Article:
The Centre has zeroed in on Kovalam village in Kanyakumari district for a new port, but fishermen's protests could derail this plan.
A Ganesh Nadar reports.
There seems to be no end to India's woes in locating a deep water port in Kanyakumari, the southern-most point of the country, to challenge Colombo's status as the premier harbour located on one of the major shipping routes of the world.
In 2015 the central government zeroed in on Colachel, in Kanyakumari district, which has been a port since time immemorial, but when fishermen from Enayamputhanthurai and neighbouring villages gathering under the Kanyakumari District Fishermens Federation and staged a protest in the Saint Lanemmal church complex in Enayamputhanthurai in November 2015, the Centre beat a hasty retreat.
They next zeroed in on Enayam further down the coast towards Kanyakumari town where some 20,000 families in eight villages could be affected adversely by the project.
However, when 40,000 fishermen turned up to protest against the port in 2016, the central government had to turn away once again.
Next the choice fell on Kanyakumari town itself, but this plan was abandoned on the ground that a harbour there would destroy the bustling tourism industry.
Finally, goaded on by Union Minister and the Bharatiya Janata Party Member of Parliament from Kanyakumari, Pon Radhakrishnan, the Centre finally decided on Kovalam village in the district (not to be confused with the resort of the same name in Kerala) as the perfect spot for the port.
But public opposition is building up slowly, but surely.
Asks Jyoti, from nearby Manakudi, "Why is the government behaving like this?"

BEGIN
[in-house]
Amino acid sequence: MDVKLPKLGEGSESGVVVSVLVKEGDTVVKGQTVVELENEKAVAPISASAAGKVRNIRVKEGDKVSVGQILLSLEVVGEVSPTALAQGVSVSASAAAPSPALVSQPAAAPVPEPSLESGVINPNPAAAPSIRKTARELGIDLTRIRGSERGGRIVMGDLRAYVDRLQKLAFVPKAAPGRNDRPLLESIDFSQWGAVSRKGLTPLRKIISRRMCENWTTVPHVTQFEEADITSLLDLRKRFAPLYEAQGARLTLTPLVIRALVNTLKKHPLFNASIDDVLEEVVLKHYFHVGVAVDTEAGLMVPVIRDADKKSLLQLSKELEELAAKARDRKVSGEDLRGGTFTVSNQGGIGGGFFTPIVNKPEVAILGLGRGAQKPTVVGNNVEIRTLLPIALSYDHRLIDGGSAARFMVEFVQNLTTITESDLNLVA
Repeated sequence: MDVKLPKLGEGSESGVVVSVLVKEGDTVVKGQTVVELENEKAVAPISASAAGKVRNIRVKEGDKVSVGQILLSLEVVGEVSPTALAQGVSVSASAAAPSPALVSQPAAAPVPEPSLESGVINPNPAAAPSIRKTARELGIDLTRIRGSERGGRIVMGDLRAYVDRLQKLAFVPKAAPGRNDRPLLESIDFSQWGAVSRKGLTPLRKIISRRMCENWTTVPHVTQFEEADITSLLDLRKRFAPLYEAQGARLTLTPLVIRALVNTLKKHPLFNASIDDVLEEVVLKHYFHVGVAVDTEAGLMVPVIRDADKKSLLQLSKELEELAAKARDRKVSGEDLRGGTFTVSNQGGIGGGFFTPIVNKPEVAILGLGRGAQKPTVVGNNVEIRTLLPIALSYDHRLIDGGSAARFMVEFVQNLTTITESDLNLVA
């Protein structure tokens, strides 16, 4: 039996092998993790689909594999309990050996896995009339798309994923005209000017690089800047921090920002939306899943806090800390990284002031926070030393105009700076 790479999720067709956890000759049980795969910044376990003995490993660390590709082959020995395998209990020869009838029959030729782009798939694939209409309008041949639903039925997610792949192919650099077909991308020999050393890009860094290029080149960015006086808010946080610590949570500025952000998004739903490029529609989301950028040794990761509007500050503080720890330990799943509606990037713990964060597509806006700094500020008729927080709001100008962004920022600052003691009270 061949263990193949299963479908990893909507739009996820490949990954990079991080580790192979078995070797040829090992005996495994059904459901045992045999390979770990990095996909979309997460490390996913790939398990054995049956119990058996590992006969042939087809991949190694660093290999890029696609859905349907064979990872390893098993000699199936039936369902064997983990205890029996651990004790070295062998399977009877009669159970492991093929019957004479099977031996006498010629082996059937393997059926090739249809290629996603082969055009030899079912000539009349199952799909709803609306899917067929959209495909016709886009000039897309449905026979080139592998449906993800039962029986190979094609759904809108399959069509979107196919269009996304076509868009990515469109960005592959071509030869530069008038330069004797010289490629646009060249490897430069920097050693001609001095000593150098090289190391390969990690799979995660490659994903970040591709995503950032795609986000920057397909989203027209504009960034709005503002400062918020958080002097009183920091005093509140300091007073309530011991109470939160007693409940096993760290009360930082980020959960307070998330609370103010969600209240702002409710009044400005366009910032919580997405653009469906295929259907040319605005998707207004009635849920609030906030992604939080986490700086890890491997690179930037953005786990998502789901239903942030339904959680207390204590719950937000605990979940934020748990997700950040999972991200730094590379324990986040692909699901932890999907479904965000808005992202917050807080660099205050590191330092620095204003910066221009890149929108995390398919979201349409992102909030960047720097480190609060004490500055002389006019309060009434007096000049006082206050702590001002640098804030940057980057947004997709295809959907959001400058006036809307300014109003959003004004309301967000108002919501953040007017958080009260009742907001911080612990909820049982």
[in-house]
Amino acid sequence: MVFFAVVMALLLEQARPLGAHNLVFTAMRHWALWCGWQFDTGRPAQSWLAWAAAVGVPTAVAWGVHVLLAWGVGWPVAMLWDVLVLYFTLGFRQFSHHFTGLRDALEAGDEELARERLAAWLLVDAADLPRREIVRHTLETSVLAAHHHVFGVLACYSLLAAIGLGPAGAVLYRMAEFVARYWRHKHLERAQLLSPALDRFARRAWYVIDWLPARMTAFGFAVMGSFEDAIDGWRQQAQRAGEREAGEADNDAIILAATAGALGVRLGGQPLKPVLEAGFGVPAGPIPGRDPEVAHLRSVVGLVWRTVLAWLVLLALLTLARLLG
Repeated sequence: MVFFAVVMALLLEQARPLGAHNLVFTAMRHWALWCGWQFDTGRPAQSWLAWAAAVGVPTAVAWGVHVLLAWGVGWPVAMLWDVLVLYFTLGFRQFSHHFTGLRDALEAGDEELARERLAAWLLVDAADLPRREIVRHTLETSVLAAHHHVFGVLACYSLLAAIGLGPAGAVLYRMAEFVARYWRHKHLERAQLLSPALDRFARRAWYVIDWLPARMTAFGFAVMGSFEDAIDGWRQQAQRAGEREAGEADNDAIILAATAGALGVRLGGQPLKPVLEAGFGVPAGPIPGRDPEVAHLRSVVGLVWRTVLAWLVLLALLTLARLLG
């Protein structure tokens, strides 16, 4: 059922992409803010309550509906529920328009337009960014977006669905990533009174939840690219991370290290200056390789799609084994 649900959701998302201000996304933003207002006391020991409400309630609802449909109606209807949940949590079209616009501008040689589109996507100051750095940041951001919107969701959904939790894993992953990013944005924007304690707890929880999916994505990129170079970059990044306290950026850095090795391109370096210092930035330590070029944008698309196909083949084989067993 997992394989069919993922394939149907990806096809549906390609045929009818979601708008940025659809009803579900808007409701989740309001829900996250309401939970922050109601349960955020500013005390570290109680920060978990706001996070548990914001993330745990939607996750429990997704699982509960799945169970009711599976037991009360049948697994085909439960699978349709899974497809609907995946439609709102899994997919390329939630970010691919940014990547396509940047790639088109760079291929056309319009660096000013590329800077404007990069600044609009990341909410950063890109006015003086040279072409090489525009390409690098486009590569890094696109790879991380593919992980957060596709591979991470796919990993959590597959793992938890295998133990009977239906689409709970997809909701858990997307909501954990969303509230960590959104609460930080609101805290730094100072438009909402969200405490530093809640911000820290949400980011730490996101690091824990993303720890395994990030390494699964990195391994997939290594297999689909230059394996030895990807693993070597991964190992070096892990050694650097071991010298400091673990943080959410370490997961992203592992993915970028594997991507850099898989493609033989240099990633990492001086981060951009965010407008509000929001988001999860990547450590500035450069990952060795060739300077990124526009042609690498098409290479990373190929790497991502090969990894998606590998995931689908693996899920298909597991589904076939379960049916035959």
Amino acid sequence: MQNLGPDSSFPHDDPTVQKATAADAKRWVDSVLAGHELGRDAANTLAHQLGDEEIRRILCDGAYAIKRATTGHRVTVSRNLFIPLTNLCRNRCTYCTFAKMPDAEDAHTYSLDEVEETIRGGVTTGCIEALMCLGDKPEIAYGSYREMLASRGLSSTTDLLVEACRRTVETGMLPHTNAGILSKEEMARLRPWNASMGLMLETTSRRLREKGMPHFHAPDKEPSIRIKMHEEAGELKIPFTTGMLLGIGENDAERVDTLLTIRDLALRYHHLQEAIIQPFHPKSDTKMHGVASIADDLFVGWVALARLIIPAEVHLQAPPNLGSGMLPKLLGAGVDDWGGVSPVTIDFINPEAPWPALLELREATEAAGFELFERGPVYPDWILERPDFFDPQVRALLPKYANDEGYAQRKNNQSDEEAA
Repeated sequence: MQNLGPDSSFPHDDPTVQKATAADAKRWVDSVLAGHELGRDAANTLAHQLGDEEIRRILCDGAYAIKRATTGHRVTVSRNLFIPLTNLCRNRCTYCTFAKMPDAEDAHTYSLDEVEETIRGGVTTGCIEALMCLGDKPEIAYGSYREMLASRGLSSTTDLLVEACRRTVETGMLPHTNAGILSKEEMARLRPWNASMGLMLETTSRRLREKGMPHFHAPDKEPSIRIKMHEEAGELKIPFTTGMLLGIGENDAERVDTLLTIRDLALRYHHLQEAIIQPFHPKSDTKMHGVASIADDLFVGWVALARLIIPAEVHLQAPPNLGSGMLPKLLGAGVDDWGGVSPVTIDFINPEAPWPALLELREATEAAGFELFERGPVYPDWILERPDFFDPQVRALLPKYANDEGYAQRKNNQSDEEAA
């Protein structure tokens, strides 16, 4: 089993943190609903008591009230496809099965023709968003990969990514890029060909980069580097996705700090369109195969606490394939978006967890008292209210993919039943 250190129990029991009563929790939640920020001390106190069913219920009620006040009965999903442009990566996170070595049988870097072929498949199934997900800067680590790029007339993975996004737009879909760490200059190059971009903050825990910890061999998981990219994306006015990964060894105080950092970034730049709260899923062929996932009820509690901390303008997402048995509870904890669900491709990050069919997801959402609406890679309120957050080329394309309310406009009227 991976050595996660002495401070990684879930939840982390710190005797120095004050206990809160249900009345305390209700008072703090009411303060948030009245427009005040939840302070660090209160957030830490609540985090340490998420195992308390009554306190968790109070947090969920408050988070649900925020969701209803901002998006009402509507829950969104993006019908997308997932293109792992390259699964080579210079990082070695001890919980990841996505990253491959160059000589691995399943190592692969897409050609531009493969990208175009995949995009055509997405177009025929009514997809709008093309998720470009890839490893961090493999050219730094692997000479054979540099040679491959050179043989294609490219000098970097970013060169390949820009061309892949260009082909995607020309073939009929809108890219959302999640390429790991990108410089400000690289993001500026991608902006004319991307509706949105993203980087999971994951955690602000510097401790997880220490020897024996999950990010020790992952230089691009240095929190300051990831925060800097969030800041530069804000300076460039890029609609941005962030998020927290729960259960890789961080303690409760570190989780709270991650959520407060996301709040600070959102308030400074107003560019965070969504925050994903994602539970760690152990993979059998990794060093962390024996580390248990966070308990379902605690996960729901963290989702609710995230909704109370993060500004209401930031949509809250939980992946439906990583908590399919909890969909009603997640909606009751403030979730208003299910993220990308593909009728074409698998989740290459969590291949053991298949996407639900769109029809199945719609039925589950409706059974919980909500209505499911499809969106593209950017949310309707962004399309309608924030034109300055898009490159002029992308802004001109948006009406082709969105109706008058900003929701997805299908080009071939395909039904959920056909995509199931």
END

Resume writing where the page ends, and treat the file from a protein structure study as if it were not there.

"We protested at Colachel and Enayam and still they are trying to destroy our livelihood."
Asked why she is protesting, she says, "The village head sent out a diktat that all women had to attend or they would have to pay a fine. We would have come anyway."
Asks Jesurani, another resident of the fishing community, "Do you think the fishermen of Colachel and Enayam are different from the fishermen of Kovalam? We are all the same."
"If it is not good for Colachel, it is not good for Kovalam or any other place in the district."
"According to the coastal zone regulations this area falls under CRZ-1 as there are mangroves, corals and coral reefs, sand dunes, mud flats here," says Prabha, the co-ordinator behind the January 12 protest.
"Moreover, turtles come here to lay eggs. This is an ecologically sensitive area. Apart from that, it was also hit by the tsunami in 2004."
"Moreover, their first notification shows there are no villages here, which is a blatant lie," says Prabha.
"There are eight villages here. The ocean is not deep here so they will have to dredge for 30 metres. If so, why not do it in the existing port in Tuticorin?" asks Prabha.
"The major import in southern ports is coal to feed the thermal stations here," says S P Udayakumar, who spearheaded the agitation against the Koodankulam nuclear power plant.
"This coal will lead to an ecological disaster, fish will start avoiding the area and the sea will be filled with coal dust," adds Udayakumar.
"The minister (Pon Radhakrishnan) is adamant to go against the people's wishes, and we will not allow that to happen."
Photographs: A Ganesh Nadar/Rediff.com